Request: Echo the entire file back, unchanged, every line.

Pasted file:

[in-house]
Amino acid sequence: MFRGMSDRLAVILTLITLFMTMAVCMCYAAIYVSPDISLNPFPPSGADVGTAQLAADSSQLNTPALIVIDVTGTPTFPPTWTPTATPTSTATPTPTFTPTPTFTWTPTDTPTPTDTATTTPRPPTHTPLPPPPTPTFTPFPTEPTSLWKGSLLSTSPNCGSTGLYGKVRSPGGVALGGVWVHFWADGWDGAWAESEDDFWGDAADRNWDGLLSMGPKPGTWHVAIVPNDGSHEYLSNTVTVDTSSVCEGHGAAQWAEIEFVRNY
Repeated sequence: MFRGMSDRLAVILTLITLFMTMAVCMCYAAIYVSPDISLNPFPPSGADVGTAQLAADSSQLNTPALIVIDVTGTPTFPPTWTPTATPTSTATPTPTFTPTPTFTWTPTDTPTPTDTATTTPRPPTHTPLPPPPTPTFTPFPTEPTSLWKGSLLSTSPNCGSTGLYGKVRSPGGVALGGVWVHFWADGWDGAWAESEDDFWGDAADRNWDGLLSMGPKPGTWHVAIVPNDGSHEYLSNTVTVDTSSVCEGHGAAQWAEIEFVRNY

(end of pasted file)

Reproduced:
[in-house]
Amino acid sequence: MFRGMSDRLAVILTLITLFMTMAVCMCYAAIYVSPDISLNPFPPSGADVGTAQLAADSSQLNTPALIVIDVTGTPTFPPTWTPTATPTSTATPTPTFTPTPTFTWTPTDTPTPTDTATTTPRPPTHTPLPPPPTPTFTPFPTEPTSLWKGSLLSTSPNCGSTGLYGKVRSPGGVALGGVWVHFWADGWDGAWAESEDDFWGDAADRNWDGLLSMGPKPGTWHVAIVPNDGSHEYLSNTVTVDTSSVCEGHGAAQWAEIEFVRNY
Repeated sequence: MFRGMSDRLAVILTLITLFMTMAVCMCYAAIYVSPDISLNPFPPSGADVGTAQLAADSSQLNTPALIVIDVTGTPTFPPTWTPTATPTSTATPTPTFTPTPTFTWTPTDTPTPTDTATTTPRPPTHTPLPPPPTPTFTPFPTEPTSLWKGSLLSTSPNCGSTGLYGKVRSPGGVALGGVWVHFWADGWDGAWAESEDDFWGDAADRNWDGLLSMGPKPGTWHVAIVPNDGSHEYLSNTVTVDTSSVCEGHGAAQWAEIEFVRNY